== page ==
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WhatsApp banned over 19 lakh Indian accounts in May as a result of complaints received from users via its channel for grievances and through its own system to prevent and detect violations, according to the most recent monthly report released by the messaging service.

Large digital platforms (with more than 50 lakh users) are required by the new IT regulations that took effect last year to post compliance reports on a monthly basis that include information on complaints received and actions taken.

"As captured in the latest monthly report, WhatsApp banned over 1.9 million accounts in the month of May," a WhatsApp spokesperson said.

According to the spokesperson, the user-safety report includes information on user complaints received and WhatsApp's response to them, as well as WhatsApp's own proactive measures to address platform misuse. The 91 phone number prefix identifies the account as being in India.

According to the report released on July 1, 19.10 lakh Indian accounts were banned by WhatsApp between May 1 and May 31, 2022 using the "abuse detection approach, which also includes action taken in furtherance to negative feedback received from users..."

In contrast, the messaging service had deactivated more than 16 lakh Indian user accounts in April and 18.05 lakh such accounts in March.

"Over the years, we have consistently invested in Artificial Intelligence and other state-of-the-art technology, data scientists and experts, and in processes, in order to keep our users safe on our platform," the spokesperson further said.

In May 2022, there were 528 grievance complaints received and 24 accounts were "actioned." Out of the total reports received, 303 related to "ban appeal," with the remaining reports falling under various categories like account support, product support, and safety.

"We respond to all grievances received except in cases where a grievance is deemed to be a duplicate of a previous ticket. An account is 'actioned' when an account is banned or a previously banned account is restored, as a result of a complaint," the report said.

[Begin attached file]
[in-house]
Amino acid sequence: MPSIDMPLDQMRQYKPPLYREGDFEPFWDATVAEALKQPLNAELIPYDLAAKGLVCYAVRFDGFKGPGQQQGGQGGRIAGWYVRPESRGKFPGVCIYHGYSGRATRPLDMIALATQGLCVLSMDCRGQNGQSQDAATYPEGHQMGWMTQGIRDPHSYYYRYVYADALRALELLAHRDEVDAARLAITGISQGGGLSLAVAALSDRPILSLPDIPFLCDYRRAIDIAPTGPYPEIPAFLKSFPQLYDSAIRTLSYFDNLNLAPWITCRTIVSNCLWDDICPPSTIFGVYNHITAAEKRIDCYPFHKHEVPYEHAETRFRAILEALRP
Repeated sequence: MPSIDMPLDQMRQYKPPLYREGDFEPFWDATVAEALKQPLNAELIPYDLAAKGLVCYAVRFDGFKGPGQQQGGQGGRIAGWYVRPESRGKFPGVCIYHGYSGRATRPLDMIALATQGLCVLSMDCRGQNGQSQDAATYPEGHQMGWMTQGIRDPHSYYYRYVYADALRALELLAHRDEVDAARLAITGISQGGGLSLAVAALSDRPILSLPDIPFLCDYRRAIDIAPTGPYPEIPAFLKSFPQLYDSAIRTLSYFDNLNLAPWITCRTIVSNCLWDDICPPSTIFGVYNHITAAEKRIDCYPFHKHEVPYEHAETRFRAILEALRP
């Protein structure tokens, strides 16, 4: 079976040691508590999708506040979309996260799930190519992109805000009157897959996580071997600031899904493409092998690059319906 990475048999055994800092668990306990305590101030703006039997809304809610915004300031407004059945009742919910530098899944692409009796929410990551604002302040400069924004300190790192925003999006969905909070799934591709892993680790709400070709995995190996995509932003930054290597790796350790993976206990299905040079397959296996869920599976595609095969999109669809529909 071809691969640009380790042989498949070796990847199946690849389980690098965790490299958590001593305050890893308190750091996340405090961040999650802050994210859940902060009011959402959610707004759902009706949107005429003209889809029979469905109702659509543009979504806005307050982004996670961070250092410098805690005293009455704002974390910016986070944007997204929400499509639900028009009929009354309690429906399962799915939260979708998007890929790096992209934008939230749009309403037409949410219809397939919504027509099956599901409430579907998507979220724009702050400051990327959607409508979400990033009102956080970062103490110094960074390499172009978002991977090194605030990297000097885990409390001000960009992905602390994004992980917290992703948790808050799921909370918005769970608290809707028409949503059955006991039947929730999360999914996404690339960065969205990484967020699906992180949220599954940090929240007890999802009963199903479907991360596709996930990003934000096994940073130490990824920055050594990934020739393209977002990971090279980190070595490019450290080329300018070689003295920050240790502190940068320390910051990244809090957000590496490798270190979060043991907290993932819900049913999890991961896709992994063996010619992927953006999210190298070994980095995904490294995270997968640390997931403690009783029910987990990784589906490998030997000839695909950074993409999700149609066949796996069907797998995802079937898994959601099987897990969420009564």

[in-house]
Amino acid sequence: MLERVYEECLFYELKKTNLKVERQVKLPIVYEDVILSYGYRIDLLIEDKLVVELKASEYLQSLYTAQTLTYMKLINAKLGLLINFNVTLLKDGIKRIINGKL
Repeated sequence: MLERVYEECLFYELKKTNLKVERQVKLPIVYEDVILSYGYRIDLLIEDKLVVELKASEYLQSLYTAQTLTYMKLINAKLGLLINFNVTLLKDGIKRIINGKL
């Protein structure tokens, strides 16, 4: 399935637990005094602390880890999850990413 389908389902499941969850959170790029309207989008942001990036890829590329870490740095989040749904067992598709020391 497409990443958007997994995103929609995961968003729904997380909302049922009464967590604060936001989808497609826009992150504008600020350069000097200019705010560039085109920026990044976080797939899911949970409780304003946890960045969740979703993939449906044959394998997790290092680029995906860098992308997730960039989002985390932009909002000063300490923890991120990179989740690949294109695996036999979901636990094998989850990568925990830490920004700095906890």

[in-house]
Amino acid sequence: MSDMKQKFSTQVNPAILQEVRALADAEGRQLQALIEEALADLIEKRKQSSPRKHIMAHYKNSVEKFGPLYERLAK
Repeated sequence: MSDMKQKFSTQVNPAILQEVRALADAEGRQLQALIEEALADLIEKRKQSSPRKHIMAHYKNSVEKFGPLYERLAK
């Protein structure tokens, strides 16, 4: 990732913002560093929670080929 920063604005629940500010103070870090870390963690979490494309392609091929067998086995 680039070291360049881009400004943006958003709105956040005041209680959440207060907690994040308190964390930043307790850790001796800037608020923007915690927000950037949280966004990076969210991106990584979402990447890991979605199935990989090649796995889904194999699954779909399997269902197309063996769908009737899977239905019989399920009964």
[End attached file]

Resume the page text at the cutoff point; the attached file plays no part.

In order to provide consumers with a grievance appeal process against the arbitrary content moderation, inaction, or takedown choices of major internet corporations, the government is now finalising new social media guidelines.

The IT ministry released a draft set of guidelines last month that calls for a government tribunal to hear user appeals against judgments made by social media platform grievance officers regarding content or against inaction on complaints.

The government has stated that there is now neither a credible self-regulatory mechanism in existence nor an appellate process offered by intermediaries.

Large social media companies have faced criticism in the past for the fake news, hate speech, and disinformation that circulated on their platforms. Digital platforms' arbitrary actions in removing content and "de-platforming" users have also drawn criticism.

In 2021, the government announced IT regulations to hold digital intermediaries more liable and responsible for the content that is housed on their platforms.

(With PTI inputs)

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